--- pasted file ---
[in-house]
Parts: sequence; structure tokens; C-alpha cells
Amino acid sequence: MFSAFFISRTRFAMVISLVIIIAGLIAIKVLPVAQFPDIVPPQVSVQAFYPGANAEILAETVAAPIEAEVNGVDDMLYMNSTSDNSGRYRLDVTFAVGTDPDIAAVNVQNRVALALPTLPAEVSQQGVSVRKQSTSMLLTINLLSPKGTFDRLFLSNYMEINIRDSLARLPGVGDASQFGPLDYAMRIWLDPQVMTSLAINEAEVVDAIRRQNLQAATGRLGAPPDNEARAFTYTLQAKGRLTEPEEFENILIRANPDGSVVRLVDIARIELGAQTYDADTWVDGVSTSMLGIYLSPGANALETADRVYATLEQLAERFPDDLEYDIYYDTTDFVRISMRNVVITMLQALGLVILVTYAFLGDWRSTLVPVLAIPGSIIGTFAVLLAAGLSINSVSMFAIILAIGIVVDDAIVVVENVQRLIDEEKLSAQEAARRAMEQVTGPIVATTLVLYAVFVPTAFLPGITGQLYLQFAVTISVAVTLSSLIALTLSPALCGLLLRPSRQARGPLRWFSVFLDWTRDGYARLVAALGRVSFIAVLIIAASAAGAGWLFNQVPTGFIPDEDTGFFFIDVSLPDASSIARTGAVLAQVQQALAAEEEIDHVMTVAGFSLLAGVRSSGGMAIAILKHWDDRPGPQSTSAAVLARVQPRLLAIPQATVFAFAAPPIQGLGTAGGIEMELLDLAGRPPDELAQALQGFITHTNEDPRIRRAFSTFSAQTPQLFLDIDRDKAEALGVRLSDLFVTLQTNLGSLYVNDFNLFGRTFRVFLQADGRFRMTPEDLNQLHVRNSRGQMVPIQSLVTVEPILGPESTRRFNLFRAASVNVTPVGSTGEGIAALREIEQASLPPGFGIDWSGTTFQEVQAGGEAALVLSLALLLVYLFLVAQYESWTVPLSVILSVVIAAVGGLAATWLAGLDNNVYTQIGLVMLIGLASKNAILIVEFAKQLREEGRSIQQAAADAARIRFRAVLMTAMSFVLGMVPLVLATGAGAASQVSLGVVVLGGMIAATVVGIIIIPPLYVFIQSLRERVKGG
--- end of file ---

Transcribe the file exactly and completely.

[in-house]
Parts: sequence; structure tokens; C-alpha cells
Amino acid sequence: MFSAFFISRTRFAMVISLVIIIAGLIAIKVLPVAQFPDIVPPQVSVQAFYPGANAEILAETVAAPIEAEVNGVDDMLYMNSTSDNSGRYRLDVTFAVGTDPDIAAVNVQNRVALALPTLPAEVSQQGVSVRKQSTSMLLTINLLSPKGTFDRLFLSNYMEINIRDSLARLPGVGDASQFGPLDYAMRIWLDPQVMTSLAINEAEVVDAIRRQNLQAATGRLGAPPDNEARAFTYTLQAKGRLTEPEEFENILIRANPDGSVVRLVDIARIELGAQTYDADTWVDGVSTSMLGIYLSPGANALETADRVYATLEQLAERFPDDLEYDIYYDTTDFVRISMRNVVITMLQALGLVILVTYAFLGDWRSTLVPVLAIPGSIIGTFAVLLAAGLSINSVSMFAIILAIGIVVDDAIVVVENVQRLIDEEKLSAQEAARRAMEQVTGPIVATTLVLYAVFVPTAFLPGITGQLYLQFAVTISVAVTLSSLIALTLSPALCGLLLRPSRQARGPLRWFSVFLDWTRDGYARLVAALGRVSFIAVLIIAASAAGAGWLFNQVPTGFIPDEDTGFFFIDVSLPDASSIARTGAVLAQVQQALAAEEEIDHVMTVAGFSLLAGVRSSGGMAIAILKHWDDRPGPQSTSAAVLARVQPRLLAIPQATVFAFAAPPIQGLGTAGGIEMELLDLAGRPPDELAQALQGFITHTNEDPRIRRAFSTFSAQTPQLFLDIDRDKAEALGVRLSDLFVTLQTNLGSLYVNDFNLFGRTFRVFLQADGRFRMTPEDLNQLHVRNSRGQMVPIQSLVTVEPILGPESTRRFNLFRAASVNVTPVGSTGEGIAALREIEQASLPPGFGIDWSGTTFQEVQAGGEAALVLSLALLLVYLFLVAQYESWTVPLSVILSVVIAAVGGLAATWLAGLDNNVYTQIGLVMLIGLASKNAILIVEFAKQLREEGRSIQQAAADAARIRFRAVLMTAMSFVLGMVPLVLATGAGAASQVSLGVVVLGGMIAATVVGIIIIPPLYVFIQSLRERVKGG